December 2011 in IT

jakem

5

As you may have noticed, we’ve missed a few of our weekly updates. We’ve had a rather rough go of it lately, and it’s about time for the highlight reel. Two major events stick out in hindsight.

#1, No email for two days

First up on the plate was a major Zimbra outage. This was sparked by a RAID failure in one of our HP Storage Blades, but rapidly escalated into a data-loss situation due to what can only be described as poor backup planning.

The short version: backups were being made regularly, but were not being reliably shipped off of the server. It took a lot of effort from IT and patience from our users (that is: all of Mozilla’s paid staff… thank you!) to get back on track.

Remarkably, this had relatively minimal affect on development or release cadence- it didn’t delay the Rapid Release train or close the tree, and newsgroups were unaffected. It may have caused some features to develop more slowly than they otherwise would have, but the community and the company pulled together to get through the situation with more ease than anyone could have expected.

Fortunately, things on that front are much better now- our Zimbra infrastructure has improved, and the backup strategy has changed such that the same issue is largely negated. We’re better off now than we were 6 months ago, and we have plans to be significantly better yet in another 6 months.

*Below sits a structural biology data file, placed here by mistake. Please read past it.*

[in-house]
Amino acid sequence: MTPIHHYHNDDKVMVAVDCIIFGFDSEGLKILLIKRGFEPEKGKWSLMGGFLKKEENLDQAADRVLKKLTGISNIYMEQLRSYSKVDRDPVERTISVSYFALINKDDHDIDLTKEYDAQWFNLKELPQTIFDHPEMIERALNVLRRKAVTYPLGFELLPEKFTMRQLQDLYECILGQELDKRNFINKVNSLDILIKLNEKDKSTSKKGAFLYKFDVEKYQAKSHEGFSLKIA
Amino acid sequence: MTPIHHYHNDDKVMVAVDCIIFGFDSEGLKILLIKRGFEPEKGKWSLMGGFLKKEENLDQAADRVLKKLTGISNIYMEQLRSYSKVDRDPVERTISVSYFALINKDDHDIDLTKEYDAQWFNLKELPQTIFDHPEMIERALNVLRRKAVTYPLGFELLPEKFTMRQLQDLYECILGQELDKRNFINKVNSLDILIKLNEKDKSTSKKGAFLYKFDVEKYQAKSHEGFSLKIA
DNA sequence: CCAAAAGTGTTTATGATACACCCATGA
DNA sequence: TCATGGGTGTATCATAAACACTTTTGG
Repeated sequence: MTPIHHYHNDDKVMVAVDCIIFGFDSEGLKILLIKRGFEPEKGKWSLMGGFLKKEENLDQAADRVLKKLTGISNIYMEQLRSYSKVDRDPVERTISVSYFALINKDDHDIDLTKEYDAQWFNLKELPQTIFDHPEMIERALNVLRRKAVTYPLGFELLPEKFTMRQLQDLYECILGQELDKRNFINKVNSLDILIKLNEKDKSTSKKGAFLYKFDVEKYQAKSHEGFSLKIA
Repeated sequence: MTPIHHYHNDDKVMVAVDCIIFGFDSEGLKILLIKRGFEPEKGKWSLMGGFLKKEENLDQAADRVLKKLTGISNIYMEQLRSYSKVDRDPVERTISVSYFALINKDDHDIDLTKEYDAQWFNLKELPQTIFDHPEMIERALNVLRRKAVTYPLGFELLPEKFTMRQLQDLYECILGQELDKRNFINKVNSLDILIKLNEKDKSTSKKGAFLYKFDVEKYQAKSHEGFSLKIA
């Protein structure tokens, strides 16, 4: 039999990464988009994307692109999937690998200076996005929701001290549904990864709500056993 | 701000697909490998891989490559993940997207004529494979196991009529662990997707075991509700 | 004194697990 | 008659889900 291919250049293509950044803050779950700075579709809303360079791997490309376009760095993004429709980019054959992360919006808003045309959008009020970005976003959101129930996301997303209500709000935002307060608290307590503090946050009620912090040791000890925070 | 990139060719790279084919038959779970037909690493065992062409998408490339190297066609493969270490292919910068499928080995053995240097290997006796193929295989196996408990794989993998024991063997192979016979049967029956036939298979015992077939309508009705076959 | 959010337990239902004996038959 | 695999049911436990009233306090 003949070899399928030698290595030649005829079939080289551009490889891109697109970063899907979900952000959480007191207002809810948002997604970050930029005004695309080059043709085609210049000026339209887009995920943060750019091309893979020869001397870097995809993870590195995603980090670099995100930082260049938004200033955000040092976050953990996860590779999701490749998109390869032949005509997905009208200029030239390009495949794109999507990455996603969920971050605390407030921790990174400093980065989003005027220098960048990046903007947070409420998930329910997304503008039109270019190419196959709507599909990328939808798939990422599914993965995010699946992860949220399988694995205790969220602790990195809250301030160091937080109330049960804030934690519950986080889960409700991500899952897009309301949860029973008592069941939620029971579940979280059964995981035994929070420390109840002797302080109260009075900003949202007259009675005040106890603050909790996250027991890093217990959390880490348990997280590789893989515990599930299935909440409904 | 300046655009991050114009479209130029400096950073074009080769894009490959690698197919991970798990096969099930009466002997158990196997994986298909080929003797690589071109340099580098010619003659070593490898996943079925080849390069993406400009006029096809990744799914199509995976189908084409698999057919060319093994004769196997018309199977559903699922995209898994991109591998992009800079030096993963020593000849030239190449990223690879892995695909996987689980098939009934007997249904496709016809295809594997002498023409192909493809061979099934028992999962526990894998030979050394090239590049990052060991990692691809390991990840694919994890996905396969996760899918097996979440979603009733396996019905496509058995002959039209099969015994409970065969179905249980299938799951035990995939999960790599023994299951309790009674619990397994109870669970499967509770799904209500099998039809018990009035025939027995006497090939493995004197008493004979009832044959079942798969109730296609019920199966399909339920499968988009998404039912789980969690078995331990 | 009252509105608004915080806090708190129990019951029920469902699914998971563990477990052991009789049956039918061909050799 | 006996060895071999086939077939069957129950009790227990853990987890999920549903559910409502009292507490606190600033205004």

#2, addons.mozilla.org & versioncheck.addons.mozilla.org

In mid-December we began having major performance issues with sites behind our Phoenix Zeus (load balancer) cluster. This cluster supports a number of production sites, including addons.mozilla.org and versioncheck.addons.mozilla.org.

The issue was caused by an unexpected and extended increase of traffic from Firefox 3.6 users upgrading to Firefox 8 (and the Addons version checks).

This also highlighted 2 architectural design limitations that we were aware of but had not expected to be a problem for some time.

This Zeus cluster sits behind a redundant pair of Juniper SRX firewalls. These protect the Zeus Linux hosts and provide a point to monitor for unwanted activity (IDS). Like any device, these firewalls are limited by the number of concurrent sessions and new sessions per second that they can handle. The additional traffic put us over the threshold, and they started to drop connections.

Moving Zeus from behind the SRX solved one problem while exposing another bottleneck. This time, we learned that the traffic for versioncheck.addons.mozilla.org was overwhelming the 1GbE interfaces on the Zeus cluster and we had to quickly spin up 10GbE Zeus nodes.

These are really just general scaling issues that we were going to need to deal with sooner or later. Unfortunately, we hit a level of scale that didn’t fit the way we had planned (a lot of these improvements were things we had planned on doing in the early part of 2012).